Critics blast ECC North expansion

Jul 17, 2013

The Buffalo Common Council is using its bully pulpit to try and derail Erie Community College's plan to expand in Amherst. 

Most at the Common Council's public hearing spoke in opposition to the ECC plan.
Credit Chris Caya/wbfo news

About three dozen people turned out for a public  hearing hosted by Buffalo's Common Council. Everyone who spoke opposed ECC's plan to build a $30 million health sciences building on the college's North Campus.

Hallwalls Director Ed Cardoni says for students without a car "the North Campus may as well be on the moon."    "What's within walking distance of the site in Amherst? Basically nothing. Nothing," Cardoni said.

"The list that I gave of what's within walking distance- that's new development - that's exciting development happening [downtown] - and I didn't even mention the Medical Campus because obviously - that's the sort of the major thing. Why would you move medical training facilities for ECC away from UB's new medical school and the Medical Campus downtown? It just doesn't make any sense."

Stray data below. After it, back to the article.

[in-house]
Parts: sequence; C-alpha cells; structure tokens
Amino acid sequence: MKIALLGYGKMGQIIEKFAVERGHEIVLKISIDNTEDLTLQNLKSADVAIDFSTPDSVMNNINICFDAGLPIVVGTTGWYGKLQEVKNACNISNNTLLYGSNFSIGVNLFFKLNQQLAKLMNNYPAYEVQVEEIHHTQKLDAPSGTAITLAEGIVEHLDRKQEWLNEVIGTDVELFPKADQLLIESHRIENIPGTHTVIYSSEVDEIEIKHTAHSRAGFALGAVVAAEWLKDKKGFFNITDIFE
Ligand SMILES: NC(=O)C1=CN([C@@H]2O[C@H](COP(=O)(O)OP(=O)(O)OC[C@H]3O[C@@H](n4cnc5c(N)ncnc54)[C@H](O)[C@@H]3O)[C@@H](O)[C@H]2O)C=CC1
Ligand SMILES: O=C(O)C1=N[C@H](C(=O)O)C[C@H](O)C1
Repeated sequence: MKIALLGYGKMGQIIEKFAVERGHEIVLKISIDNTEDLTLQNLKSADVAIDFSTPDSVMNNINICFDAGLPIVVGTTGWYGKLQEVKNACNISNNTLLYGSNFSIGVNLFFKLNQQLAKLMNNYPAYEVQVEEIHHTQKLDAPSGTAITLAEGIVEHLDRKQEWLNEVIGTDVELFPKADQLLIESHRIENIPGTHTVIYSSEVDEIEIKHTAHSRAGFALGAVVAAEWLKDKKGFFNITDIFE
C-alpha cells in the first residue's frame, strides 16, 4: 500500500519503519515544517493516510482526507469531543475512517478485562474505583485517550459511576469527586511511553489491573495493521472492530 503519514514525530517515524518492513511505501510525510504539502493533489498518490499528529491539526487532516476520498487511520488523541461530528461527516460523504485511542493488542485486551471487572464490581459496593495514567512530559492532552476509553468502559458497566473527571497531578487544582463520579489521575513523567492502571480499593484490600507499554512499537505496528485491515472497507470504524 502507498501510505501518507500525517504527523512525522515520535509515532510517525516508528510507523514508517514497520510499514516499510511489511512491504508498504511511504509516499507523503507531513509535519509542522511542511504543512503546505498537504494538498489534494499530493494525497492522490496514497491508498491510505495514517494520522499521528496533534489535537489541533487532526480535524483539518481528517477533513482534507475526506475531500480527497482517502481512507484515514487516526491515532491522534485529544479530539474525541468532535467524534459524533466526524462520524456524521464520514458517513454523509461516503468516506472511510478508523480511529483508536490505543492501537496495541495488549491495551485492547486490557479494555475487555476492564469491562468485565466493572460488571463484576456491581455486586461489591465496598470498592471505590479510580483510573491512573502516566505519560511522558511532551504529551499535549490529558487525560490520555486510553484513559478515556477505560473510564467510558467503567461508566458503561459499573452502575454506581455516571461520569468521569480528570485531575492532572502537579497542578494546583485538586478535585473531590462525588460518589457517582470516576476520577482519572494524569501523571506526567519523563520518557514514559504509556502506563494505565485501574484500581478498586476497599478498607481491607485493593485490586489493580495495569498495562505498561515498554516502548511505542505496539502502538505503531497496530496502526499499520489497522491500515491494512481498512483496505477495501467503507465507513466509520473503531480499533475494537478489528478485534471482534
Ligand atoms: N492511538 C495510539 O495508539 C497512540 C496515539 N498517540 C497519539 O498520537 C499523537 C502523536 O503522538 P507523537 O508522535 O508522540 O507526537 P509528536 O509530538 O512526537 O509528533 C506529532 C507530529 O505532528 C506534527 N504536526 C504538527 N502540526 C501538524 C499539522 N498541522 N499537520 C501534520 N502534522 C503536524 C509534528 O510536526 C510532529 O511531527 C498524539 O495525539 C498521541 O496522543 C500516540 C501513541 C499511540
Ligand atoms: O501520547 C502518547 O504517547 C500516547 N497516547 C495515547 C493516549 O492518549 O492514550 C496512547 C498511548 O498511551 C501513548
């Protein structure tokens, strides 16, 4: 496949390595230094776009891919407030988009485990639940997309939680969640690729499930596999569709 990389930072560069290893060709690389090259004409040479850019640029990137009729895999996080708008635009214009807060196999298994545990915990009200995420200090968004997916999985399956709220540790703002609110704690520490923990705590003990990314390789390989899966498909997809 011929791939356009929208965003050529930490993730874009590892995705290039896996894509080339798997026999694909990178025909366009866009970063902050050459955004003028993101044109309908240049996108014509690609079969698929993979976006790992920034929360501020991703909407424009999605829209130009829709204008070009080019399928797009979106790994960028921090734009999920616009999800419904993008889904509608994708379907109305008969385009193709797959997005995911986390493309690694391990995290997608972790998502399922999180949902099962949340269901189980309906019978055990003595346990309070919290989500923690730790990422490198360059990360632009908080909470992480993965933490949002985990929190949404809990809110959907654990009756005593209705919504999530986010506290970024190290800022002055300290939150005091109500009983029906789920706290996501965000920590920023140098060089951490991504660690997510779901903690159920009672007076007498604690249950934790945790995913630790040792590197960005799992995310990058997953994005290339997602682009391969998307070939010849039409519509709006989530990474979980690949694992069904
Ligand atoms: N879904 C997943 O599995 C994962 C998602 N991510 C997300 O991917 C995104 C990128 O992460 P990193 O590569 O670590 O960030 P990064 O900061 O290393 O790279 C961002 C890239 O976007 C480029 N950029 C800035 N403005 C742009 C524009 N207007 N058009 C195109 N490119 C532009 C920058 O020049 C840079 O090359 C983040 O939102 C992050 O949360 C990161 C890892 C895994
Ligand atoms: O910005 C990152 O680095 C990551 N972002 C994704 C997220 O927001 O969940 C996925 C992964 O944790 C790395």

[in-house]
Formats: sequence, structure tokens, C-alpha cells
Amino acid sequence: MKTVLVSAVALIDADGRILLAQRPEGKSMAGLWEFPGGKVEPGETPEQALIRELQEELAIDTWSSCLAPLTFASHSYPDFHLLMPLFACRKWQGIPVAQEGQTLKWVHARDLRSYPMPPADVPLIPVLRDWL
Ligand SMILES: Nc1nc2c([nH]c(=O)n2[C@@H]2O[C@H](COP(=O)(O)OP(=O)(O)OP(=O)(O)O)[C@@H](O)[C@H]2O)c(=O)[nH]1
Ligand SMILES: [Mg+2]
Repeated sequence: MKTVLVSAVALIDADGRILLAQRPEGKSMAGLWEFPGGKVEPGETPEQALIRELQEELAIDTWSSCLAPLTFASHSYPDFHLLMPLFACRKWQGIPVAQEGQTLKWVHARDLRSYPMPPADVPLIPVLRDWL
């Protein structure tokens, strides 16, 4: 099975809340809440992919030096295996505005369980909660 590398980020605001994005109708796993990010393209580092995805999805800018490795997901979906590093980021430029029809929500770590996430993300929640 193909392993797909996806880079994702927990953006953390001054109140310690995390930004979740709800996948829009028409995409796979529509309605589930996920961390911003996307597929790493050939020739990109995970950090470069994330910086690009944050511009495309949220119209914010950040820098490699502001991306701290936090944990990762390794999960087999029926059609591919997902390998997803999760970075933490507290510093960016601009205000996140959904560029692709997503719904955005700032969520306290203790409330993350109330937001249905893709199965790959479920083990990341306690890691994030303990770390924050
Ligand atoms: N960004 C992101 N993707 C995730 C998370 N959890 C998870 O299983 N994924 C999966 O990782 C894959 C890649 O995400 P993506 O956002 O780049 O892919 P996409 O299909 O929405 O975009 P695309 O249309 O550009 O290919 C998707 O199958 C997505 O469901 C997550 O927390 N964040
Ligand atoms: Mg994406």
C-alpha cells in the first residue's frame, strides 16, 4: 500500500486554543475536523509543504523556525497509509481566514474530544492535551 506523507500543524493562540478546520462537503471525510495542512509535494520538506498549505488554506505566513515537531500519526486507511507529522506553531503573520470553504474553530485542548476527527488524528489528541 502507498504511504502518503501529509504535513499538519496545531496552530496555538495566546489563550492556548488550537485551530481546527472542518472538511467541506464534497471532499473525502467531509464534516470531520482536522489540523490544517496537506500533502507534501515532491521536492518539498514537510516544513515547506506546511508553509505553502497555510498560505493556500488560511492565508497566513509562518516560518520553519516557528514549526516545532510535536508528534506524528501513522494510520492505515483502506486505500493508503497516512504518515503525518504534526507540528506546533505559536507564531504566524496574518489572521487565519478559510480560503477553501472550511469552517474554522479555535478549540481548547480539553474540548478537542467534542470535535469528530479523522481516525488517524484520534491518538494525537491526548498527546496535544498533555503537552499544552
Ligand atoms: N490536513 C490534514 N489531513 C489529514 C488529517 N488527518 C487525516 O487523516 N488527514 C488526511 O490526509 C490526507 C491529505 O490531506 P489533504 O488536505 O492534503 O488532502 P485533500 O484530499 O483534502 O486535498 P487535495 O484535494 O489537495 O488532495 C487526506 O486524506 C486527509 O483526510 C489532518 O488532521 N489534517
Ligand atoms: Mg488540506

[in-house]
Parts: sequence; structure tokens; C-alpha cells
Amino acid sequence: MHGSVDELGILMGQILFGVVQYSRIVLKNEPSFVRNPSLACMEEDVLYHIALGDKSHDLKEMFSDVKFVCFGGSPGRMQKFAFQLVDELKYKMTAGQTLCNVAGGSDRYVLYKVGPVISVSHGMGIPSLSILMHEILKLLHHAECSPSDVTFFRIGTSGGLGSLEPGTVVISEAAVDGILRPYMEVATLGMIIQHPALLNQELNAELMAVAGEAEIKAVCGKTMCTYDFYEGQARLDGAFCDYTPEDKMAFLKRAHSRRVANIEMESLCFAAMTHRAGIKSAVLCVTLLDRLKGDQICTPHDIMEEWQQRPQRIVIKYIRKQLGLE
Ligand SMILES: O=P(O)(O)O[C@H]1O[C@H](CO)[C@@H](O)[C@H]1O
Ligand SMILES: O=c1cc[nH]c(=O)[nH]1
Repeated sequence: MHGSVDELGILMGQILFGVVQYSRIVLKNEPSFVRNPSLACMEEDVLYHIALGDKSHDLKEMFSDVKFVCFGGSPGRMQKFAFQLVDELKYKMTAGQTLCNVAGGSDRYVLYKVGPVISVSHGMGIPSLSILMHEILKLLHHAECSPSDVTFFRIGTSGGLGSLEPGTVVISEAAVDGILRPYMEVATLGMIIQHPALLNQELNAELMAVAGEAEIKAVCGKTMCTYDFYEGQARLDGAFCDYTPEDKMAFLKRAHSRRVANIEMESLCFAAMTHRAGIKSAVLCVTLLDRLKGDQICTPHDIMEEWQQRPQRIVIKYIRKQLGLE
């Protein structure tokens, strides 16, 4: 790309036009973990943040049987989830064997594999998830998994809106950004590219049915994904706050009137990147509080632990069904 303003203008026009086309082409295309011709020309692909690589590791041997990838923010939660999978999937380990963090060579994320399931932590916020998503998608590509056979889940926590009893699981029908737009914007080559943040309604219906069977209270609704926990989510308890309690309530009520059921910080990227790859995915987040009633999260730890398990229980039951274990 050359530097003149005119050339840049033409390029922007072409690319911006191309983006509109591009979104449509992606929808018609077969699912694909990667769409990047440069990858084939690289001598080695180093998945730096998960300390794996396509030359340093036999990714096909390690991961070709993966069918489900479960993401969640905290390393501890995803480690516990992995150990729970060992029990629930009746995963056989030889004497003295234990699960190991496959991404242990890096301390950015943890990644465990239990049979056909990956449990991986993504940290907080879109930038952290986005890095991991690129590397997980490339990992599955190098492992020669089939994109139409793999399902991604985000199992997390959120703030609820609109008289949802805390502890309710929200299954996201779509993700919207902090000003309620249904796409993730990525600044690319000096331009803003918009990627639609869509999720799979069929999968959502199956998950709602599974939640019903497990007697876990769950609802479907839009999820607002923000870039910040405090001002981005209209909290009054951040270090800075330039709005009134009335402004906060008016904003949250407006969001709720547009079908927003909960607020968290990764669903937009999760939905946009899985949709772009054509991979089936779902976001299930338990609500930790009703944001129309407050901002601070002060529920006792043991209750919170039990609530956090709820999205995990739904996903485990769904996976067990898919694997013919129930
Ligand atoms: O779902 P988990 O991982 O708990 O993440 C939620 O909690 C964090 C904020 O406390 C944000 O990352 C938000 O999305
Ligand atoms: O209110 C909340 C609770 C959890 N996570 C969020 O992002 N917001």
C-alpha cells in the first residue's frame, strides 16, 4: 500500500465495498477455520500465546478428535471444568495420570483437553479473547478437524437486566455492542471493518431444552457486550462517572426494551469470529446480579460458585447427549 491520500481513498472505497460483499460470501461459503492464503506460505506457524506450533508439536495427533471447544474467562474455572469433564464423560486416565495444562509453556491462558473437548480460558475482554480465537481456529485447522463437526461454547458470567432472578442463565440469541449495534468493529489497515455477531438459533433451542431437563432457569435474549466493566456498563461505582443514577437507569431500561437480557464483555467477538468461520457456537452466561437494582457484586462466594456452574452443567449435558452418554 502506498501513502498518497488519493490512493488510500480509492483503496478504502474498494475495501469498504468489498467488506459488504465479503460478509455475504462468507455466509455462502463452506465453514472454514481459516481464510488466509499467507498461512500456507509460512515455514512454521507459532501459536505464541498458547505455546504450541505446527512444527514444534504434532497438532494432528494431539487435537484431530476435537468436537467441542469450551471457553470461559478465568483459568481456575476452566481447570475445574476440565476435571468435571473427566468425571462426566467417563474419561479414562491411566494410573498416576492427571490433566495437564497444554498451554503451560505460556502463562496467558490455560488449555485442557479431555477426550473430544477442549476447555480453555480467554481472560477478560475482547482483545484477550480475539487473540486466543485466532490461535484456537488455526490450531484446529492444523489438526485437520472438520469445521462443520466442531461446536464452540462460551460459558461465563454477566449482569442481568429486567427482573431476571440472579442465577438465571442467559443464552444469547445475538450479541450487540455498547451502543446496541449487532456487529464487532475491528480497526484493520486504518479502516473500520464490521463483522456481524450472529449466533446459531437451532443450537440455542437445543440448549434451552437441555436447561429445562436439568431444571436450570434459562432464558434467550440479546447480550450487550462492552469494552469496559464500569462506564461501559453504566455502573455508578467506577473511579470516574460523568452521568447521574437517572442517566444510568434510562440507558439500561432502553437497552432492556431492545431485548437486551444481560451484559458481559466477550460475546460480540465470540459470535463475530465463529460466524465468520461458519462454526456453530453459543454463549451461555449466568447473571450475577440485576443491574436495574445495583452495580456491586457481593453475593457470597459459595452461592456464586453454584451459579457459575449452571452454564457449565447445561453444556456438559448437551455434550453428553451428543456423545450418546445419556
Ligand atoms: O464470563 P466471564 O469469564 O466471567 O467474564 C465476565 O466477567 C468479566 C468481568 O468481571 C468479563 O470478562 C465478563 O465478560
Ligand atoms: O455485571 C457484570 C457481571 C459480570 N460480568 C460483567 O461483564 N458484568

The group "Young Citizens for ECC" points out 47 percent of the college's students live in the City of Buffalo. They point out that it takes more than an hour by Metro Bus to get from the City Campus to the North Campus.

Joel Giambra, the former County Executive who pushed to consolidate the three campuses downtown, called the expansion plan quote "insanity."

"There will be a lawsuit.  A group of attorneys has been assembled. They're looking at the state statute on sprawl. Because it's in total violation of the state statute on sprawl."

Councilmember Joseph Golombek says a resolution opposing ECC's plan was recently approved unanimously.  

"Because we don't want to see another stadium in the suburbs. We don't want to see another college campus going into the suburbs. We believe they should be in downtown Buffalo and that's what we're going to keep advocating for."   

Councilmember Darius Pridgen says instead of serving the community,  ECC is acting like an Ivy League institution.